Are sanctions pushing Russia into a recession?

A new report by the International Monetary Fund suggests that Russia is on the verge of recession and could end up there if things get worse. Sanctions appear to be having an effect.

Kevin Lamarque/Reuters/File
US Treasury Secretary Jack Lew testifies before the Senate Budget Committee in Washington in March. Mr. Lew told Congress this week that international sanctions on Russia were having an effect.

The Russians filling tourist flights to the newly annexed Black Sea province of Crimea and the Muscovites reveling in a burst of spring just ahead of the long May Day holiday can almost be heard scoffing, “Sanctions? What sanctions?”

But the economic measures the United States and Europe have imposed on Russia – which hawks in Congress have called a “slap on the wrist” – are beginning to have an impact, according to the International Monetary Fund.

The sanctions approved so far are causing investors to pull their money out of Russia. Russia saw net capital outflows of more than $60 billion in the first quarter of 2014, and that figure is expected to rise to $100 billion over the year, the IMF says.

Potentially pushing Russia into recession, says the IMF, is a sense of uncertainty about where the Ukraine crisis might lead and what additional sanctions might follow.

“What we have noticed is that fear of sanctions could be even more powerful than sanctions,” said Antonio Spilimbergo, the head of the IMF’s mission to Russia, at a Moscow briefing Wednesday.

Russia’s economic growth continues to slow and will eke out just a 0.2 percent gain this year, the IMF forecasted in its latest Russia report, down from the 1.3 percent growth it had projected earlier. Even that near-zero growth could prove to be optimistic if the Ukraine crisis deepens, the IMF says.

“Current projections are contingent on a gradual resolution of geopolitical tensions,” Mr. Spilimbergo said. “Continued conflict could lead to additional sanctions and deterioration of confidence that could reduce investment and growth further.”

The sanctions have come in response to Russia's annexation of Crimea and, more recently, its apparent orchestration of violent separatist movements across the eastern region of Ukraine.

Most Russians have been dismissive of the sanctions. After all, the measures are designed to hit a limited number of people – members of Russian President Vladimir Putin’s inner circle and key Russian officials who have a hand in or might profit from Russia’s actions in Ukraine. That doesn’t include the average Russian.

Russia’s stock market even rose this week after it became clear that the West was not yet prepared to impose sanctions on whole sectors of the Russian economy – like energy and finance – and that the European Union was unlikely to sanction Russian companies, as the US has.

The US on Monday announced a third round of Russia sanctions, which target additional individuals and companies primarily in the defense and high-technology areas. The EU followed Tuesday with its own new measures, but it stuck to targeting individuals, although EU officials cautioned that additional measures could be forthcoming.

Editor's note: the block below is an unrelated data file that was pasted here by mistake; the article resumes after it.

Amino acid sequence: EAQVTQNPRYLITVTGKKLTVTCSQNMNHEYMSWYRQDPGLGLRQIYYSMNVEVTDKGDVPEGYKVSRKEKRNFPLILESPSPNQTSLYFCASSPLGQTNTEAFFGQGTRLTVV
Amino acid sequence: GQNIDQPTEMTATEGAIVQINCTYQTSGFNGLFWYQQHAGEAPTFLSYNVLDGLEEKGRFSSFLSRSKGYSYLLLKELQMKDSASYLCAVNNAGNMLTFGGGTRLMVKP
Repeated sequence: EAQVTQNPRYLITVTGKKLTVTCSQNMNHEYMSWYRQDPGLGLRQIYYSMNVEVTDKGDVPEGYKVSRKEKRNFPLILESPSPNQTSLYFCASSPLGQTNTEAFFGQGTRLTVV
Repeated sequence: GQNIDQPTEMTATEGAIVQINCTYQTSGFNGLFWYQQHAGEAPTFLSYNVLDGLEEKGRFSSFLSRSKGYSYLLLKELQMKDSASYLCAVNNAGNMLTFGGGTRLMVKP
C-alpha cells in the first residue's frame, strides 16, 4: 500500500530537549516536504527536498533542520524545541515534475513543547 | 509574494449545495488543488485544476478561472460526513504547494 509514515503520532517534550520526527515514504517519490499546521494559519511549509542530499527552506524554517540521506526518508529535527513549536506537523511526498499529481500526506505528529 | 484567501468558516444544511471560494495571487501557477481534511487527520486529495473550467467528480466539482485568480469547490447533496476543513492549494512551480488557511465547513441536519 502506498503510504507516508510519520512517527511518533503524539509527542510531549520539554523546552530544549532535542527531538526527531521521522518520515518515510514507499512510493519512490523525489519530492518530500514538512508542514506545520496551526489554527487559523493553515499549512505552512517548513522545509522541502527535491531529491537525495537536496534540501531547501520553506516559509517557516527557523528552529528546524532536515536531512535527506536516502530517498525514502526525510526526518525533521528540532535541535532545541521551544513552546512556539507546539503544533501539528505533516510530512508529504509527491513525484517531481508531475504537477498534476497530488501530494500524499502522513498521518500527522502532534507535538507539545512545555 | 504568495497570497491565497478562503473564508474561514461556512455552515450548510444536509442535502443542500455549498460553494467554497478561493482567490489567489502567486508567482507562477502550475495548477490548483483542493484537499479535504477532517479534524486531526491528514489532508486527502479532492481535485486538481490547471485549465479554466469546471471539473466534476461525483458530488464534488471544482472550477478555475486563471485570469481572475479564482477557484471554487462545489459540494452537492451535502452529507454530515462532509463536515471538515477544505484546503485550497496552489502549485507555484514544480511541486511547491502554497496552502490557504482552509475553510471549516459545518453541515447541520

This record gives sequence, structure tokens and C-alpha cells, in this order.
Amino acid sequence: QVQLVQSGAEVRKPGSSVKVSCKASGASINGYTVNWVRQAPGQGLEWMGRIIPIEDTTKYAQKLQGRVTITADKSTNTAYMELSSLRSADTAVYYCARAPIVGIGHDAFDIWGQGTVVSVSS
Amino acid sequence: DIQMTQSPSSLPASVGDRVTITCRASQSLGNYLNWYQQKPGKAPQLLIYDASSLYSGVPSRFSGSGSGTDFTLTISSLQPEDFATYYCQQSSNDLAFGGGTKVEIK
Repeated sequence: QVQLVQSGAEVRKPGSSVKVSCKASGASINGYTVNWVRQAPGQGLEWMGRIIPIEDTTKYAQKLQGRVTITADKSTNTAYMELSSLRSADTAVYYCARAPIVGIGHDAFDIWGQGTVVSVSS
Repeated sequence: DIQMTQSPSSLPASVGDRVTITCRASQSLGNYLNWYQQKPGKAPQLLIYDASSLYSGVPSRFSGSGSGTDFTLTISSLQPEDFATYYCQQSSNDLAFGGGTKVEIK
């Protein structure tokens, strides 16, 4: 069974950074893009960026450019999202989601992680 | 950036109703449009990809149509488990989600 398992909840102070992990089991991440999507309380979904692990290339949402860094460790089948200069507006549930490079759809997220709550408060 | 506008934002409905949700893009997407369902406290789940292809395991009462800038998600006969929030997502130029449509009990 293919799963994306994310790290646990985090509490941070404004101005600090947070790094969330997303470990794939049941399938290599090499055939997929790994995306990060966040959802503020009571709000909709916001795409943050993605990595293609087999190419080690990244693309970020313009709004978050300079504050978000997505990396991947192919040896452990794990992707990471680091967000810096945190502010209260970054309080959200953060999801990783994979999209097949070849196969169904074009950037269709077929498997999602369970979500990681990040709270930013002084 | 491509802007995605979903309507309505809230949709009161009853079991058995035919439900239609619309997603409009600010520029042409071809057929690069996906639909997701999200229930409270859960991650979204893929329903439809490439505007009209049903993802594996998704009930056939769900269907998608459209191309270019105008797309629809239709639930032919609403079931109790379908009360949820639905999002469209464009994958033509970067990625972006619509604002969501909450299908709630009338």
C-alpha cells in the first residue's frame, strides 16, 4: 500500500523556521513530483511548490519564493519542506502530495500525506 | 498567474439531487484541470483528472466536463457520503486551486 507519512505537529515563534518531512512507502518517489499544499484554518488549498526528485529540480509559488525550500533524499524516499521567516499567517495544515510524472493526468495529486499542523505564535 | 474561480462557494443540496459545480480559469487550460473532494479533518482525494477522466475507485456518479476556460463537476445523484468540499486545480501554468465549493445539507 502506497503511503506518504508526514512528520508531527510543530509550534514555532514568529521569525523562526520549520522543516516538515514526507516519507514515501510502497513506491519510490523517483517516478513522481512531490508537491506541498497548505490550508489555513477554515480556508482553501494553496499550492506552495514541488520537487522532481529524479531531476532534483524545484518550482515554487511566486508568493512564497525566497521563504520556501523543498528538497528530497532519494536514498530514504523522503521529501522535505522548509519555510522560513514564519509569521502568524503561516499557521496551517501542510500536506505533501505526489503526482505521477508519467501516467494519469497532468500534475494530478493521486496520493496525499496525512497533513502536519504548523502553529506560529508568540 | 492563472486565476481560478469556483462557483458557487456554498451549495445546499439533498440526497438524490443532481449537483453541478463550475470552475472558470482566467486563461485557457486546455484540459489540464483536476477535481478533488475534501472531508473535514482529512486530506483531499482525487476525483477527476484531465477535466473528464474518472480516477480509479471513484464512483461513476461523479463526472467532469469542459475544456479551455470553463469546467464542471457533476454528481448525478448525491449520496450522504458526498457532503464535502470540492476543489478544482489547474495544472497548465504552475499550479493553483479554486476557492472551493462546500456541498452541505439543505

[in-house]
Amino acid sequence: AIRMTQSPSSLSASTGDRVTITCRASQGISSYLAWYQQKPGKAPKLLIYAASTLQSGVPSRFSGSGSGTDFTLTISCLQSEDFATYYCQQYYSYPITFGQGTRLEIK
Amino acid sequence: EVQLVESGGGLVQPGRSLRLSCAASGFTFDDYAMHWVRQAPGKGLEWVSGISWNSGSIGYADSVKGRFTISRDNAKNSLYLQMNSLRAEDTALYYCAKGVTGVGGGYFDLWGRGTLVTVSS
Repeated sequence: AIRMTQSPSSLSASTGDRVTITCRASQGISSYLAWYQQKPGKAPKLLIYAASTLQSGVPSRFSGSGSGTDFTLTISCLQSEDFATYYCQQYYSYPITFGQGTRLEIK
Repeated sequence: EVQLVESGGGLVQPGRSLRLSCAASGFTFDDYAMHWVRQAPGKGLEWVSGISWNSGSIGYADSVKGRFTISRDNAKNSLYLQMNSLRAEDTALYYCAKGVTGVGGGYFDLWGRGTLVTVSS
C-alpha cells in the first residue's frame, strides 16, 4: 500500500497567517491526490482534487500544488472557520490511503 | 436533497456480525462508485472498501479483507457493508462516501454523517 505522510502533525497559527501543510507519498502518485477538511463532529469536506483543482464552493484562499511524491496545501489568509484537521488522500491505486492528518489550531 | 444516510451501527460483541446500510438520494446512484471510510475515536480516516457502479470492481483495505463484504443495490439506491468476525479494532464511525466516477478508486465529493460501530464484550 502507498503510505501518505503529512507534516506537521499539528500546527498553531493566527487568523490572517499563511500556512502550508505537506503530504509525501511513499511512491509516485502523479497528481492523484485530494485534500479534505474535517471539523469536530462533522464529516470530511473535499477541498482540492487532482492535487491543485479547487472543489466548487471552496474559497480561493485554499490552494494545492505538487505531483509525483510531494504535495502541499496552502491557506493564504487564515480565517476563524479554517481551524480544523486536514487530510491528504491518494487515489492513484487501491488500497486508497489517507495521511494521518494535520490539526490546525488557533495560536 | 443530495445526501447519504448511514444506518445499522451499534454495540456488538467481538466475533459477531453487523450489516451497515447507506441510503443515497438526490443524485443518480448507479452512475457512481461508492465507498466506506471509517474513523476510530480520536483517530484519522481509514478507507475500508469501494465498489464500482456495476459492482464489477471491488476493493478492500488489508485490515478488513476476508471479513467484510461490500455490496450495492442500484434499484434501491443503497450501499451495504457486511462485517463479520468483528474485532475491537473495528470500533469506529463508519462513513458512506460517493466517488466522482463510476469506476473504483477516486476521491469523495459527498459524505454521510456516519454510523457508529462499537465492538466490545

In Washington, Treasury Secretary Jack Lew warned Tuesday that additional measures – including broad sanctions of economic sectors – could be imposed “if the policy of Russia doesn’t change.”

A group of 21 Republican senators on Wednesday introduced legislation it said was aimed at preventing further Russian aggression in Ukraine.

The legislation includes steps to strengthen NATO; additional support for non-NATO allies threatened by Russia (such as Ukraine, Moldova, and Georgia); and sanctions on four key Russian banks, Russia’s largest energy companies, and Rosoboronexport, the major Russian arms dealer.

Sen. Bob Corker (R) of Tennessee, one of the authors of the bill, said that only this level of punitive action would be able to “deter Russia.”

But there are signs that the Western measures are starting to get under the skin of the Russian leadership.

Putin, who gleefully responded to the first US move against a Russian bank by publicly opening an account there, is now sounding less triumphant. The Russian leader now acknowledges that sanctions are having an impact on the Russian economy, and he is also warning that Russia could impose countermeasures against foreign interests in Russia.

“The Russian government has already proposed some retaliatory steps,” Putin said at a Eurasian Economic Council summit in Minsk, Belarus, Tuesday. “If something like this [additional Western sanctions] continues, then of course we will have to consider who’s working and how in the Russian Federation, in the key sectors of the Russian economy, including energy.” 

Many international energy companies, including Exxon-Mobil and Royal Dutch Shell, have major investments and exploration projects in Russia.

Russian Foreign Minister Sergei Lavrov expressed irritation at this week’s measures, saying they were the work of “politicians who understand that their geopolitical ambitions have failed and … are attempting to blame others.”

One high official in Russia’s space program reminded the US that its astronauts reach the International Space Station (ISS) on Russian rockets.

“The United States introduced sanctions against our space industry, [and now] we will reply to statements with statements, to actions with actions,” Dmitry Rogozin, the deputy prime minister overseeing Russia’s defense industry, said on Twitter. “I propose that the United States delivers its astronauts to the ISS with the help of a trampoline.”

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